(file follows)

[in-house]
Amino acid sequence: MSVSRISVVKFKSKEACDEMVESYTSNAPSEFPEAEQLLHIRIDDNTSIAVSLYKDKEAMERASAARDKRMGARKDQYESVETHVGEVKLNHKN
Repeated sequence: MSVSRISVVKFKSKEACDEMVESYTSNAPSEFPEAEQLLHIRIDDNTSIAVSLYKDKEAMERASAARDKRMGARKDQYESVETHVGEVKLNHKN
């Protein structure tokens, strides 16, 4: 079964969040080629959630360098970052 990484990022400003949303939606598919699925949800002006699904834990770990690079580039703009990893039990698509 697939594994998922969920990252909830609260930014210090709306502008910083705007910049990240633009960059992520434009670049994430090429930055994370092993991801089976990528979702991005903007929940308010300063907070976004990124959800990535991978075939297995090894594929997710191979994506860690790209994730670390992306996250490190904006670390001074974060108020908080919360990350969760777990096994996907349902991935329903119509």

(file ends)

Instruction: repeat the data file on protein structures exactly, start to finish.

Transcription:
[in-house]
Amino acid sequence: MSVSRISVVKFKSKEACDEMVESYTSNAPSEFPEAEQLLHIRIDDNTSIAVSLYKDKEAMERASAARDKRMGARKDQYESVETHVGEVKLNHKN
Repeated sequence: MSVSRISVVKFKSKEACDEMVESYTSNAPSEFPEAEQLLHIRIDDNTSIAVSLYKDKEAMERASAARDKRMGARKDQYESVETHVGEVKLNHKN
């Protein structure tokens, strides 16, 4: 079964969040080629959630360098970052 990484990022400003949303939606598919699925949800002006699904834990770990690079580039703009990893039990698509 697939594994998922969920990252909830609260930014210090709306502008910083705007910049990240633009960059992520434009670049994430090429930055994370092993991801089976990528979702991005903007929940308010300063907070976004990124959800990535991978075939297995090894594929997710191979994506860690790209994730670390992306996250490190904006670390001074974060108020908080919360990350969760777990096994996907349902991935329903119509």